FINRA recently updated the New Account Application Template to reflect FINRA’s new suitability rule. The template is a voluntary model that was designed for firms to use when creating or modifying their own account applications.
Some of the significant features of the template include:
- Instructions and other information presented in plain-English,
- Highlights of key disclosures, and
- Incorporation of related investor education information.
This voluntary template can be customized, so that firms can modify the form to meet their own branding, business practices and operational requirements. Keep in mind that use of the voluntary template in whole or in part does not guarantee compliance with or create any safe harbor with respect to FINRA Rules, the federal securities laws or state laws.
Contact Evans & Kob PC for experienced regulatory and legal counsel regarding broker-dealer operations counsel, including drafting new account forms and customer agreements, or any broker-dealer and investment adviser, arbitration, regulatory or securities matter at firstname.lastname@example.org.
On April 7, 2011, both FINRA and the SEC announced actions both broker-dealers and supervisory personnel in connection with sales of private placement offerings without adequate due diligence. The actions relate to private placement offerings of Medical Capital Holdings, Inc. (MedCap), Provident Royalties and DBSI – all entangled in various levels of litigation, SEC enforcement or arbitration.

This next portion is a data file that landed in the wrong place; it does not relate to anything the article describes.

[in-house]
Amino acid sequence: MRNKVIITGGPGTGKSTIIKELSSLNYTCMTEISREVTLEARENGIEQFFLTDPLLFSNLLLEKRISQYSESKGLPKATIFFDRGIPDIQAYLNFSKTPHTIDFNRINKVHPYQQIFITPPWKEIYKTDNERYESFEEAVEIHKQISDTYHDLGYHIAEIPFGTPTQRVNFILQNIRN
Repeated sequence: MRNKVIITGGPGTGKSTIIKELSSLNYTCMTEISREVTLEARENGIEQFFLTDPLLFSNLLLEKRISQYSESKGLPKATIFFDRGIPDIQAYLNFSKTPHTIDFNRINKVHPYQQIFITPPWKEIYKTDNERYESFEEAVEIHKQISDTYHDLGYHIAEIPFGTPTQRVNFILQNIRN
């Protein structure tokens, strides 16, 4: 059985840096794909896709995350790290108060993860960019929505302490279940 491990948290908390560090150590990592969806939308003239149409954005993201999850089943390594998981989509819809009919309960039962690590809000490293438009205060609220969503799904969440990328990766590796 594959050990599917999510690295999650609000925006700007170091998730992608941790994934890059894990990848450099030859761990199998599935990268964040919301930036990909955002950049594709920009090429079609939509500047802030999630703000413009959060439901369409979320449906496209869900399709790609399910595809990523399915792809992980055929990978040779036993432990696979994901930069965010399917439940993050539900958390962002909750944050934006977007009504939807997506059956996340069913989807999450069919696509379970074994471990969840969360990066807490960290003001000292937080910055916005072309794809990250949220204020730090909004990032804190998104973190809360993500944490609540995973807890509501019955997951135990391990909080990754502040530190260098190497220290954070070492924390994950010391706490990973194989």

In summary, the FINRA Acceptance, Waiver and Consent involve allegations that the firms, by or through its principals, failed to have reasonable grounds to identify and understand the inherent risks of the offering and the suitability of the offerings for any of their customers, including conducting effective due diligence to investigate potential “red flags,” and therefore could not have a reasonable basis to sell the offerings. The SEC alleges that the firm and its principal failed to perform reasonable due diligence on numerous private placements, while simultaneously receiving significant amounts in due diligence fees, that turned out to Ponzi schemes and offering fraud and thereby violated Section 17(a) of the Securities Act of 1933 and Section 10(b) of the Securities Exchange Act and Rule 10b-5 thereunder.
As to FINRA, we have already seen previous actions in regards to due diligence and our firm expects to see more investigations and audits of member firms in regards to both private placements and other non-traded direct investments, including REITs. See FINRA’s targeted examination request regarding “Sale and Promotion of Non-Traded REITs” and the 2011 Examination Priorities Letter. Contact Evans & Kob PC for experienced assistance responding to any regulatory examination or sweep, modifying your written supervisory procedures, due diligence review of a particular product, investment, issuer or money manager or any other regulatory or arbitration related legal advice at email@example.com.